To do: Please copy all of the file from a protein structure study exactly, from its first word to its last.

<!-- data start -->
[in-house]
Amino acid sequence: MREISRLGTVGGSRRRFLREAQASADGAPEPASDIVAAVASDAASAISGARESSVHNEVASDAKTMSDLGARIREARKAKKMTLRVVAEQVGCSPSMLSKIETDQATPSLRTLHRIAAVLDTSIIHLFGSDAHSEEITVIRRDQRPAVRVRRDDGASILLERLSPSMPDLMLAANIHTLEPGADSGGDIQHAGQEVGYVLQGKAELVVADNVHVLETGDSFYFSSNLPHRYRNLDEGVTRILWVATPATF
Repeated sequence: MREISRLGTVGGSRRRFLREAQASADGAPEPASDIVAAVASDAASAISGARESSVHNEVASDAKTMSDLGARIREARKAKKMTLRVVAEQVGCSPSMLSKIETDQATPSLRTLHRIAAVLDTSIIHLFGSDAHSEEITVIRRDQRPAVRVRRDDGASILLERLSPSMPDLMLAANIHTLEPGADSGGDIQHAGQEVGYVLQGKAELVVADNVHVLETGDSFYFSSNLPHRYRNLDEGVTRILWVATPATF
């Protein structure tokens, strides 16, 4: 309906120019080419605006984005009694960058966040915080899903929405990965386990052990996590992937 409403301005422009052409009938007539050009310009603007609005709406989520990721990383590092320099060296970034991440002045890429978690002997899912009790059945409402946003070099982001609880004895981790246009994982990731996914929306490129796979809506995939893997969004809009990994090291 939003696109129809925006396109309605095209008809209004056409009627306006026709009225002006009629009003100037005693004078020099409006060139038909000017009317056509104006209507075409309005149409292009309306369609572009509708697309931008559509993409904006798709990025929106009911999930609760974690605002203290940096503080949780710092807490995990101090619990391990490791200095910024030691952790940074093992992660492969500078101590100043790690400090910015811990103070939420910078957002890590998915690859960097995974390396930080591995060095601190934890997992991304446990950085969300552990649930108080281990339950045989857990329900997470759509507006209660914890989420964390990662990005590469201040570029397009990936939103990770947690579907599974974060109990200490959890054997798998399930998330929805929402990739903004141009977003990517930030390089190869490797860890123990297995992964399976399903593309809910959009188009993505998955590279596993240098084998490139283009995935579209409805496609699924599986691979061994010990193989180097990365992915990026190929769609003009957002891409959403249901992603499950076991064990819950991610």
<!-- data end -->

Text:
[in-house]
Amino acid sequence: MREISRLGTVGGSRRRFLREAQASADGAPEPASDIVAAVASDAASAISGARESSVHNEVASDAKTMSDLGARIREARKAKKMTLRVVAEQVGCSPSMLSKIETDQATPSLRTLHRIAAVLDTSIIHLFGSDAHSEEITVIRRDQRPAVRVRRDDGASILLERLSPSMPDLMLAANIHTLEPGADSGGDIQHAGQEVGYVLQGKAELVVADNVHVLETGDSFYFSSNLPHRYRNLDEGVTRILWVATPATF
Repeated sequence: MREISRLGTVGGSRRRFLREAQASADGAPEPASDIVAAVASDAASAISGARESSVHNEVASDAKTMSDLGARIREARKAKKMTLRVVAEQVGCSPSMLSKIETDQATPSLRTLHRIAAVLDTSIIHLFGSDAHSEEITVIRRDQRPAVRVRRDDGASILLERLSPSMPDLMLAANIHTLEPGADSGGDIQHAGQEVGYVLQGKAELVVADNVHVLETGDSFYFSSNLPHRYRNLDEGVTRILWVATPATF
């Protein structure tokens, strides 16, 4: 309906120019080419605006984005009694960058966040915080899903929405990965386990052990996590992937 409403301005422009052409009938007539050009310009603007609005709406989520990721990383590092320099060296970034991440002045890429978690002997899912009790059945409402946003070099982001609880004895981790246009994982990731996914929306490129796979809506995939893997969004809009990994090291 939003696109129809925006396109309605095209008809209004056409009627306006026709009225002006009629009003100037005693004078020099409006060139038909000017009317056509104006209507075409309005149409292009309306369609572009509708697309931008559509993409904006798709990025929106009911999930609760974690605002203290940096503080949780710092807490995990101090619990391990490791200095910024030691952790940074093992992660492969500078101590100043790690400090910015811990103070939420910078957002890590998915690859960097995974390396930080591995060095601190934890997992991304446990950085969300552990649930108080281990339950045989857990329900997470759509507006209660914890989420964390990662990005590469201040570029397009990936939103990770947690579907599974974060109990200490959890054997798998399930998330929805929402990739903004141009977003990517930030390089190869490797860890123990297995992964399976399903593309809910959009188009993505998955590279596993240098084998490139283009995935579209409805496609699924599986691979061994010990193989180097990365992915990026190929769609003009957002891409959403249901992603499950076991064990819950991610």